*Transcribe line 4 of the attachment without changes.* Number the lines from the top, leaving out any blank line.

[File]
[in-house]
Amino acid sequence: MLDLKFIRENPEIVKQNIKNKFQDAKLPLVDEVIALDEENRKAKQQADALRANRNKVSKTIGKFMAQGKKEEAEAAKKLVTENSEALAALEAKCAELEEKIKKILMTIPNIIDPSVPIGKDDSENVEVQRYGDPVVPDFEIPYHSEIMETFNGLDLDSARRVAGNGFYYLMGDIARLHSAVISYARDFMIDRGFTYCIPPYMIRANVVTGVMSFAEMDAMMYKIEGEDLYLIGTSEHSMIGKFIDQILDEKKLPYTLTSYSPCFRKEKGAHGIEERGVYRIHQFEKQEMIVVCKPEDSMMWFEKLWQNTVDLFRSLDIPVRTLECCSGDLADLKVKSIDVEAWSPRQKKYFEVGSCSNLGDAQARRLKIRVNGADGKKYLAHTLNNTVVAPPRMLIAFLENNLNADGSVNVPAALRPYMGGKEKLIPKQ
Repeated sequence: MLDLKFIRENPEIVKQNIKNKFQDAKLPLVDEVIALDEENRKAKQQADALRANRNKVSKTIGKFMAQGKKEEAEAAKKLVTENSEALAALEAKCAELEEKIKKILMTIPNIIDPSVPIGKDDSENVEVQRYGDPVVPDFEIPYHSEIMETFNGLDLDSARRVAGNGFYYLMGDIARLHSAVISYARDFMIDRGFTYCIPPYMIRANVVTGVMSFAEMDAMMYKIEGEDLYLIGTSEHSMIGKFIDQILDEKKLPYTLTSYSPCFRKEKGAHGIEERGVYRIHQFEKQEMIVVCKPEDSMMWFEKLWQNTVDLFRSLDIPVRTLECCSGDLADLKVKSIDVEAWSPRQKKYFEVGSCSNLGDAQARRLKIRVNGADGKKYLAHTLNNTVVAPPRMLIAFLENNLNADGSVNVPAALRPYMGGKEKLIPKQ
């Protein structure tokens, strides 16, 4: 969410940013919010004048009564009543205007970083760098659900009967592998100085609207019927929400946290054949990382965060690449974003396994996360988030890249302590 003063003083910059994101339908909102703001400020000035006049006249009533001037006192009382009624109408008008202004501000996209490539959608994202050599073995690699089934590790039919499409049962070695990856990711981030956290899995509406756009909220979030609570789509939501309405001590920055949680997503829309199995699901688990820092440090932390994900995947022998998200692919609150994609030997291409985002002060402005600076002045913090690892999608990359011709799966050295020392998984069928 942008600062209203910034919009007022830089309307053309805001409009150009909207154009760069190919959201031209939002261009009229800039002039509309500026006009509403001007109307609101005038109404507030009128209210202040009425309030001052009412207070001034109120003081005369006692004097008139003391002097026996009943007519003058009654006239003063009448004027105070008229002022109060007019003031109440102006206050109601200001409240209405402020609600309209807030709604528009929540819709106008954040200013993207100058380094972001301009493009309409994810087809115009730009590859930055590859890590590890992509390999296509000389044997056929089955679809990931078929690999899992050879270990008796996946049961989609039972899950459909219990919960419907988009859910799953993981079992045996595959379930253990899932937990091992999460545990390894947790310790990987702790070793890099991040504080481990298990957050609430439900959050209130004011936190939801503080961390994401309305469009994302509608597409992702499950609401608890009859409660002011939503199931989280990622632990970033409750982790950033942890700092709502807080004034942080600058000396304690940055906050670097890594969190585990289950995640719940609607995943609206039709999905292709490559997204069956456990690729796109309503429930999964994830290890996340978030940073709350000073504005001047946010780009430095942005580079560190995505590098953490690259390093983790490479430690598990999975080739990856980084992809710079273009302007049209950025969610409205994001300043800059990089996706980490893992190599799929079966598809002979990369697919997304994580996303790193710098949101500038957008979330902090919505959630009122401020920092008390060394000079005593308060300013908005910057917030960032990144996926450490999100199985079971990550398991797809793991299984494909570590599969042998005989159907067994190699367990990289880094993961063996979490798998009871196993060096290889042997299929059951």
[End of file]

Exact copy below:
């Protein structure tokens, strides 16, 4: 969410940013919010004048009564009543205007970083760098659900009967592998100085609207019927929400946290054949990382965060690449974003396994996360988030890249302590 003063003083910059994101339908909102703001400020000035006049006249009533001037006192009382009624109408008008202004501000996209490539959608994202050599073995690699089934590790039919499409049962070695990856990711981030956290899995509406756009909220979030609570789509939501309405001590920055949680997503829309199995699901688990820092440090932390994900995947022998998200692919609150994609030997291409985002002060402005600076002045913090690892999608990359011709799966050295020392998984069928 942008600062209203910034919009007022830089309307053309805001409009150009909207154009760069190919959201031209939002261009009229800039002039509309500026006009509403001007109307609101005038109404507030009128209210202040009425309030001052009412207070001034109120003081005369006692004097008139003391002097026996009943007519003058009654006239003063009448004027105070008229002022109060007019003031109440102006206050109601200001409240209405402020609600309209807030709604528009929540819709106008954040200013993207100058380094972001301009493009309409994810087809115009730009590859930055590859890590590890992509390999296509000389044997056929089955679809990931078929690999899992050879270990008796996946049961989609039972899950459909219990919960419907988009859910799953993981079992045996595959379930253990899932937990091992999460545990390894947790310790990987702790070793890099991040504080481990298990957050609430439900959050209130004011936190939801503080961390994401309305469009994302509608597409992702499950609401608890009859409660002011939503199931989280990622632990970033409750982790950033942890700092709502807080004034942080600058000396304690940055906050670097890594969190585990289950995640719940609607995943609206039709999905292709490559997204069956456990690729796109309503429930999964994830290890996340978030940073709350000073504005001047946010780009430095942005580079560190995505590098953490690259390093983790490479430690598990999975080739990856980084992809710079273009302007049209950025969610409205994001300043800059990089996706980490893992190599799929079966598809002979990369697919997304994580996303790193710098949101500038957008979330902090919505959630009122401020920092008390060394000079005593308060300013908005910057917030960032990144996926450490999100199985079971990550398991797809793991299984494909570590599969042998005989159907067994190699367990990289880094993961063996979490798998009871196993060096290889042997299929059951």